How Virtual Reality Creators Are Preventing Motion Sickness

It's still a work in progress, but a handful of creative solutions aim to calm VR-induced queasiness

Photo Illustration: Diana Quach
Jun 18, 2016 at 11:31 AM ET

Virtual reality headsets aim to immerse users in an experience so real and so tangible they forget about the real world. But for those who experience VR motion sickness, nothing reminds them of reality more. Now, VR companies and game designers are working on a number of fresh approaches to settle stomachs, using technology and visual tricks to override the human perceptual system.

It’s unclear how many people experience motion sickness from VR headsets—anecdotally, developers say it’s not a large percentage of users—but it affects enough people that it can’t be brushed off as an anomaly. Evan Suma, a professor who studies the phenomenon at the University of Southern California, said in a recent talk that the challenge for game developers is that “people’s sensitivity to motion and simulator sickness varies wildly.” In spite of improvements to game technology in recent years, developers like the Facebook-owned Oculus, Sony, and HTC are focusing heavily these days on making sure users feel correctly oriented.

Simulator sickness is not that different than seasickness, in that it involves discrepancies in the vestibular system of fluid-filled canals inside the inner ear, compared with what your brain can see. In other words, eyes see one thing, but your ears know better. At Live Science, they explain that the system normally works by “integrating sight and sensations from the muscles and joints to tell the brain where the body is in space.” But in a simulator situation, particularly one where the technology creates lags between the physical experience and the visuals, it can really mess you up: “A virtual-reality environment hammers a wedge between these systems,” they write.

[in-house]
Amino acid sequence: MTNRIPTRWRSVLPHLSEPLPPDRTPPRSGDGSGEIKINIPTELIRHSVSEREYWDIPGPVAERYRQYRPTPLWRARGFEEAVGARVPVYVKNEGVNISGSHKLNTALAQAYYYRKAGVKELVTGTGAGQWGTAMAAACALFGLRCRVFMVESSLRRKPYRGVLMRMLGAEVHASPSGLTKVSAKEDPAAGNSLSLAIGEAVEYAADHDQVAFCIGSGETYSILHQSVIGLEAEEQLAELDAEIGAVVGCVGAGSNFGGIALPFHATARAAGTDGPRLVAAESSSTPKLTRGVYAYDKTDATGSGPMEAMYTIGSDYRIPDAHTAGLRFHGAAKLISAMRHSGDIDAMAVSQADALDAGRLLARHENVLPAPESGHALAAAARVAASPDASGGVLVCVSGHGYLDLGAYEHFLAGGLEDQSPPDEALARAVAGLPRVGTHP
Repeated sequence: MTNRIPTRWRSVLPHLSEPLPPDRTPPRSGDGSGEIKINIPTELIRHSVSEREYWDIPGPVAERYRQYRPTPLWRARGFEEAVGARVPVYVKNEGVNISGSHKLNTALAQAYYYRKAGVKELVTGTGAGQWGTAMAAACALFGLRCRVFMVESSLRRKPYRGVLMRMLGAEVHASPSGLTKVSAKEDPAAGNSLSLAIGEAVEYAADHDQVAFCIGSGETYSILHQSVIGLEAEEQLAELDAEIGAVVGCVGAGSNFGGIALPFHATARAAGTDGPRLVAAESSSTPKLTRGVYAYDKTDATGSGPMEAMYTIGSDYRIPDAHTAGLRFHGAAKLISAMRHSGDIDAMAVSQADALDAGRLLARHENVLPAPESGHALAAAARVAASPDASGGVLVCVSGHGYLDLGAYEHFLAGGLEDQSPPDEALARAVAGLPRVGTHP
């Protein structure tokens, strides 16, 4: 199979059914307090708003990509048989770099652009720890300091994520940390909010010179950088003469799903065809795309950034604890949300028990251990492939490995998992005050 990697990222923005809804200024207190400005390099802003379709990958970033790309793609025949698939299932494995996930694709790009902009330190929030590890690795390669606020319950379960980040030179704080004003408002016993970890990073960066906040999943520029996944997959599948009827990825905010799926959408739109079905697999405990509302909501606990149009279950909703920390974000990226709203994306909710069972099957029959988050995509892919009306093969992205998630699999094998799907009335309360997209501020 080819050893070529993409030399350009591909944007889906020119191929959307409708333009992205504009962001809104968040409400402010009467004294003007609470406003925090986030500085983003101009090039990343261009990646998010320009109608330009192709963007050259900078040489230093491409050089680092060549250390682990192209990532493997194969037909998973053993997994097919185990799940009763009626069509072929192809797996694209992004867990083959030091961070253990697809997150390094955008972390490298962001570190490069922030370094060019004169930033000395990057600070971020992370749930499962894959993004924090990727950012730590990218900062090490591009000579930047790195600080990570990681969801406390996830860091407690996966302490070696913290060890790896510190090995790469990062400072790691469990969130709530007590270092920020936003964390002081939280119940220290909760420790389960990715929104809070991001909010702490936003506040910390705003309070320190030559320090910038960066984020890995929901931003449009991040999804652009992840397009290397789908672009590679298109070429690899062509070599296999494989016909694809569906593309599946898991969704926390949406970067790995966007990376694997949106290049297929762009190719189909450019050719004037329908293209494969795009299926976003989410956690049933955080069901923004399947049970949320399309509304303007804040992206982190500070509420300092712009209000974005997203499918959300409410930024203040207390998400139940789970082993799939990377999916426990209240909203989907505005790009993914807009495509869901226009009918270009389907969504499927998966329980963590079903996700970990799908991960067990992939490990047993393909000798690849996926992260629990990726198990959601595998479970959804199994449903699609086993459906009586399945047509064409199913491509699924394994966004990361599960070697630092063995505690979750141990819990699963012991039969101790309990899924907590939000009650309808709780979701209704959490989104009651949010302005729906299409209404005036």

Oculus, creator of the pioneering Rift headset, is working to address the issue by minimizing the lag that occurs when a game processes a player’s head movement. Oculus co-founder Palmer Luckey said in a talk at the Game Developers Conference that limiting movement helps because “you have something for your brain to fixate on.”  The company also switched out LCD screens in Rift to OLED (organic light emitting diode) screens, because the latter is less sluggish.

While Samsung and HTC are also at work on boosting the frame rate to clear up that nausea-inducing mismatch, game developers are coming up with a variety of solutions to solve the problem, or at least minimize it. CCP Games, who are developing the space combat game “EVE: Valkyrie,” told that it created a virtual cockpit for the game to make the players feel more grounded as they move through space.

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Researchers at Purdue found a novel approach to lowering the nausea rate by adding a nose to the lower center of the screen for the VR user’s avatar. The virtual schnoz reduced simulator sickness by 13.5 percent.

But a new Mayo Clinic development may solve the problem by tricking the system into uniformity. In March, the clinic announced that it had licensed a patented technology called GVS—galvanic vestibular stimulation—to a Los Angeles entertainment company called vMocion for use in the game and entertainment industry. Developed over 10 years by the Mayo Clinic and the Department of Defense for flight simulators, the software, in concert with sensors that touch users behind the ear, the nape of the neck, and the forehead, synchronizes the vestibular system with the visual system within one-tenth of a second, “so you can actually feel the motion you are viewing, in real time.” It claims to eliminate virtual reality sickness in the majority of the population.

According to Business Insider, the virtual reality market is expected to gain significant traction in 2016 and take in up to $895 million in revenue. However, the Wall Street Journal reporters that fewer than one percent of PC users have the capacity to run the technology. On top of the cost of VR headsets—the Oculus Rift headset costs $600, while HTC’s is $800—the cost of a PC that can power them is around $1,000. Therefore, it seems logical that the relatively small number of current VR users makes it difficult to pinpoint the exact cause of virtual motion sickness.

In the meantime, users have tried various other methods to mitigate the queasiness associated with VR—suggestions include drinking alcohol before using a headset, limiting game play, and taking breaks to help alleviate or prevent the nausea. But as the technology becomes more accessible, people are bound to get more creative until a definitive fix arrives.